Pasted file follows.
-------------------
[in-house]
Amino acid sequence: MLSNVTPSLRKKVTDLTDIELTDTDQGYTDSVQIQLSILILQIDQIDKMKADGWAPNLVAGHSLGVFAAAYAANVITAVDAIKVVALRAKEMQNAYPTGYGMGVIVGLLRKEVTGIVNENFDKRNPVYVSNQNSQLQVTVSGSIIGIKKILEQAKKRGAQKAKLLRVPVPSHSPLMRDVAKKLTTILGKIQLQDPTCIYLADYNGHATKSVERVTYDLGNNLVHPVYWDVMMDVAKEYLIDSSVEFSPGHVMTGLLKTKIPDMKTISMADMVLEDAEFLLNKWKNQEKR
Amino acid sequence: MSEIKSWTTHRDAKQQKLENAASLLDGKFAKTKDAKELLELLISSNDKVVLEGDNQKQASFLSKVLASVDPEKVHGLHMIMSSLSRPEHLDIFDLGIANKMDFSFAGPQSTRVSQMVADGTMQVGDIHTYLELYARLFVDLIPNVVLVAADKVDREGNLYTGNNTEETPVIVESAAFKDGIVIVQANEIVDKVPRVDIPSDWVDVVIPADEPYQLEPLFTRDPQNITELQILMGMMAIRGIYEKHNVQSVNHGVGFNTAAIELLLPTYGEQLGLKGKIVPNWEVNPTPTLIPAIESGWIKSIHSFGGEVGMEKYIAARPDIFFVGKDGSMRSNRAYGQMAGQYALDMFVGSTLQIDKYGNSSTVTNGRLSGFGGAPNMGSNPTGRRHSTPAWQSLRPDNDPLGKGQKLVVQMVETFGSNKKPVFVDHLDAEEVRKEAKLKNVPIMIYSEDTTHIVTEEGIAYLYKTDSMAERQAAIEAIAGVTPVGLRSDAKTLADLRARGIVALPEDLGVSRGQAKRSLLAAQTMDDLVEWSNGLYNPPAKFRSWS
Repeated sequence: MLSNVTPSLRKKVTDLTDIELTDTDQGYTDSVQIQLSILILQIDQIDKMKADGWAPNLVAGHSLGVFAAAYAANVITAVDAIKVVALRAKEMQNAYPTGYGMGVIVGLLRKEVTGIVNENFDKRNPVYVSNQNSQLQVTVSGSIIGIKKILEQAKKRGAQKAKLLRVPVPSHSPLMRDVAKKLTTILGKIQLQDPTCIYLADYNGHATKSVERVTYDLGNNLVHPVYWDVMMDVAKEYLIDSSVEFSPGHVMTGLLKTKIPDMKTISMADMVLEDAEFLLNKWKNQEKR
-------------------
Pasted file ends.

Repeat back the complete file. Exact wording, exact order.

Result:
[in-house]
Amino acid sequence: MLSNVTPSLRKKVTDLTDIELTDTDQGYTDSVQIQLSILILQIDQIDKMKADGWAPNLVAGHSLGVFAAAYAANVITAVDAIKVVALRAKEMQNAYPTGYGMGVIVGLLRKEVTGIVNENFDKRNPVYVSNQNSQLQVTVSGSIIGIKKILEQAKKRGAQKAKLLRVPVPSHSPLMRDVAKKLTTILGKIQLQDPTCIYLADYNGHATKSVERVTYDLGNNLVHPVYWDVMMDVAKEYLIDSSVEFSPGHVMTGLLKTKIPDMKTISMADMVLEDAEFLLNKWKNQEKR
Amino acid sequence: MSEIKSWTTHRDAKQQKLENAASLLDGKFAKTKDAKELLELLISSNDKVVLEGDNQKQASFLSKVLASVDPEKVHGLHMIMSSLSRPEHLDIFDLGIANKMDFSFAGPQSTRVSQMVADGTMQVGDIHTYLELYARLFVDLIPNVVLVAADKVDREGNLYTGNNTEETPVIVESAAFKDGIVIVQANEIVDKVPRVDIPSDWVDVVIPADEPYQLEPLFTRDPQNITELQILMGMMAIRGIYEKHNVQSVNHGVGFNTAAIELLLPTYGEQLGLKGKIVPNWEVNPTPTLIPAIESGWIKSIHSFGGEVGMEKYIAARPDIFFVGKDGSMRSNRAYGQMAGQYALDMFVGSTLQIDKYGNSSTVTNGRLSGFGGAPNMGSNPTGRRHSTPAWQSLRPDNDPLGKGQKLVVQMVETFGSNKKPVFVDHLDAEEVRKEAKLKNVPIMIYSEDTTHIVTEEGIAYLYKTDSMAERQAAIEAIAGVTPVGLRSDAKTLADLRARGIVALPEDLGVSRGQAKRSLLAAQTMDDLVEWSNGLYNPPAKFRSWS
Repeated sequence: MLSNVTPSLRKKVTDLTDIELTDTDQGYTDSVQIQLSILILQIDQIDKMKADGWAPNLVAGHSLGVFAAAYAANVITAVDAIKVVALRAKEMQNAYPTGYGMGVIVGLLRKEVTGIVNENFDKRNPVYVSNQNSQLQVTVSGSIIGIKKILEQAKKRGAQKAKLLRVPVPSHSPLMRDVAKKLTTILGKIQLQDPTCIYLADYNGHATKSVERVTYDLGNNLVHPVYWDVMMDVAKEYLIDSSVEFSPGHVMTGLLKTKIPDMKTISMADMVLEDAEFLLNKWKNQEKR